Back in the late 70s/early 80s, in the hey-day of indoor custom shows, Donny was among the best. Some of the biggest names in the game debuted their latest creations there each year. So this year’s re-launch of Doncaster under the banner “The National Custom & Sports car & Bike Show” promised to be interesting. Did it live up to the slick advertising hype?
Yeah, I think so. There are very few indoor custom shows these days but seeing the Nation’s finest road going creations presented in all their highly polished glory in well lit, air conditioned halls made a pleasant change. We haven’t had the best of Summers this year & Taz & I have experienced more than our fair share of cold, muddy fields!
The Doncaster RaceCourse Exhibition Centre proved to be an ideal venue, with plenty of free car-parking, indoor display space, outdoor tarmac areas, over 40 trade stalls, food vendors, stunt teams, club displays –what more do you want?
We strolled straight in the gate, with no queue at all. Some thought 15 quid each to get in was a little steep, but it’s no more than we’d pay to attend other similar sized shows. I felt there was a slightly ...corporate feel to it all. Just a little too stage managed & slick to be truly cool, but I guess that’s just the nature of large exhibition venues. The cars & bikes on show were dazzling –some literally so under the glare of numerous spotlights, which made one or two a bugger to photograph. The majority have been doing the rounds of the major shows for at least one season, but there were still plenty we hadn’t seen before. Calum’s beautiful black ’34 for example was out in public for the very first time, with just 3 miles on the clock. Custom Car & Back Street Heroes / Streetfighter magazines were both in attendance with a selection of their year’s cover vehicles.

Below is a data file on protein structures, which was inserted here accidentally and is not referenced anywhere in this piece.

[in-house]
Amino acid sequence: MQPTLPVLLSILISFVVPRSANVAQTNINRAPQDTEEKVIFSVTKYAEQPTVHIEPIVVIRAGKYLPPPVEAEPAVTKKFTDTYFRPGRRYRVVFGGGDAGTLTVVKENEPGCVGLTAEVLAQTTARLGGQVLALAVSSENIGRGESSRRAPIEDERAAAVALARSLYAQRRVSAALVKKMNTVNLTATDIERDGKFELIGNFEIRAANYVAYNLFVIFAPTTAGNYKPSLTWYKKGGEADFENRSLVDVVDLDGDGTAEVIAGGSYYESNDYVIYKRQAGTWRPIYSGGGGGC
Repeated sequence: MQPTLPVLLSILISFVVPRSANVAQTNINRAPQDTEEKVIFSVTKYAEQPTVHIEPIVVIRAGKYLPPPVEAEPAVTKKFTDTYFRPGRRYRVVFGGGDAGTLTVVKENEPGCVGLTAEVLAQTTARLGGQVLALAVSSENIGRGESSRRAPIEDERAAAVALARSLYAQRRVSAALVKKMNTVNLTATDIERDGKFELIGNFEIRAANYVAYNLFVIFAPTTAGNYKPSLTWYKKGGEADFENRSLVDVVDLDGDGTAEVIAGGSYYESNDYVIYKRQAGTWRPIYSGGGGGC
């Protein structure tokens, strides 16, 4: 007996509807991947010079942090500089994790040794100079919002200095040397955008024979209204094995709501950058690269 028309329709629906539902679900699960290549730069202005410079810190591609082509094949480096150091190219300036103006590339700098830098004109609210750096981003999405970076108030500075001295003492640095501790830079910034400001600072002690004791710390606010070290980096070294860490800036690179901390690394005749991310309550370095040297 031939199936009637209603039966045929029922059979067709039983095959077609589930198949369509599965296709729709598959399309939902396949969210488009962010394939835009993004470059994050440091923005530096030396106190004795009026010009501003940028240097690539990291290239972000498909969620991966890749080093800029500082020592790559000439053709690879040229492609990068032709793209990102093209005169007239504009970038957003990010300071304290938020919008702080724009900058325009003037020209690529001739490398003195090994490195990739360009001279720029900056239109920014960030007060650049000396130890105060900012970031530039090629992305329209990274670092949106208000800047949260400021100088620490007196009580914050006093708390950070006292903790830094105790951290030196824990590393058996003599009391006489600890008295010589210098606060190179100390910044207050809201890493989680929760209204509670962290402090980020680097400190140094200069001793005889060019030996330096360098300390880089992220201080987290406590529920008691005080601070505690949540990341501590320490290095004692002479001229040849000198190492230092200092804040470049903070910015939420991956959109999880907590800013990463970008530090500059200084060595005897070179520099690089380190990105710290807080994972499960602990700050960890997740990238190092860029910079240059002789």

Outside, under the high rise grandstands, the day visitors displayed their cars, with an organised ride-in by Harley & Yamaha owners & a gathering of Subaru & hot hatch boys. Three huge American 18 wheelers dominated one end of the tarmac with a selection of Monster trucks lined up in their shadow. Maybe that wasn’t your thing, but there was at least a little to please everyone. This was never billed as an all-out custom show. It was a custom & sports car & bike show, & as such, I think the organisers managed to present a pretty good cross section of the current British scene. Provided they tempted enough visitors through the doors to make it financially viable, Doncaster could well reclaim it’s place as the country’s top indoor custom show.